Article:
What I do have control over: There are more ideas where those came from and in spite of those liberal “sharers” there are STILL millions of customers, who will pay me for my work. Yes, it is not nice to do what they do and I might carry some loss, but I have my dignity, ethics and value in place and they do not.

    In the creative field, we have to realize only God can create something from nothing. Everything else was and is already been done and will come again. In my opinion, there is NO competition in art or creativity: We ALL ( or at least those of us, who are successful) give our very best to our medium and the customer’s dollar decides who will have the winning bid. Sure there are many pattern sellers that are more successful than I am and I by far have not overcome my struggle to find my niche, but I also can only congratulate those you have “made it” into a good income with their hard work, because that is what it takes in any business to succeed. To have satisfaction and enthusiasm in our work it is far better to look at what is ahead, than to look what is behind. Forgiveness is very liberating in any area of life. Good job , Lisa. One of these days I will pick up on this copycat theme/subject on my web site also and copycat you. 🙂 I hope you do not mind and actually will enjoy my take on it. Much love to you, Lisa, and continued success.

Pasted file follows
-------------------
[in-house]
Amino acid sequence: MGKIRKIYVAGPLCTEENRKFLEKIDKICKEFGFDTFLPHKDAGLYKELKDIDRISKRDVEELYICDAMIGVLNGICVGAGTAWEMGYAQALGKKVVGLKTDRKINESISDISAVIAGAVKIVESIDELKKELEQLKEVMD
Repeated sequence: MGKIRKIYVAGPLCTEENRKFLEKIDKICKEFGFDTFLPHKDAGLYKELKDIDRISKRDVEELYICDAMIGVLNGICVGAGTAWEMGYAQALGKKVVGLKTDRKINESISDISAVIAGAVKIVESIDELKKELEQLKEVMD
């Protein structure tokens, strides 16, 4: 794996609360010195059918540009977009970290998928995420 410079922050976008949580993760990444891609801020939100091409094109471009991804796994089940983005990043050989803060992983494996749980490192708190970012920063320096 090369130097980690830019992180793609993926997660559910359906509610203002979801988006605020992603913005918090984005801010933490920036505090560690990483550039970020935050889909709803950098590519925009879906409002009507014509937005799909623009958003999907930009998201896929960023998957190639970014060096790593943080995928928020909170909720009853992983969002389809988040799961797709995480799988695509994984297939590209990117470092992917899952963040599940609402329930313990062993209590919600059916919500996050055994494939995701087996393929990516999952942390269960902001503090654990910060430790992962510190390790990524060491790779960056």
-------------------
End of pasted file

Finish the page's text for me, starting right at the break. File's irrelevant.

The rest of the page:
• Great article! This really hits close to home for me, and I believe is completely spot on. I found out during the holidays (through a not so nice customer) that my best selling sign was ripped off by Pier 1. I’m not going to lie. I cried all day. Maybe not a river, but I was spent for the rest of the day. I didn’t have a clue what to do about this situation so I reached out to a few friends in the small online business community, and they thankfully were all very sweet and helped pick me back up. They also reminded me to keep pushing forward, and even though this was a low blow no one could EVER take away my unique creativity. A few even told me that if you look at this situation in a positive light it’s actually kind of an honor to be copied. It means that your stuff is that great that someone (a big name store) wanted it! This concept is hard to swallow, but I’ve decided that I’m not going to let it stop me from creating.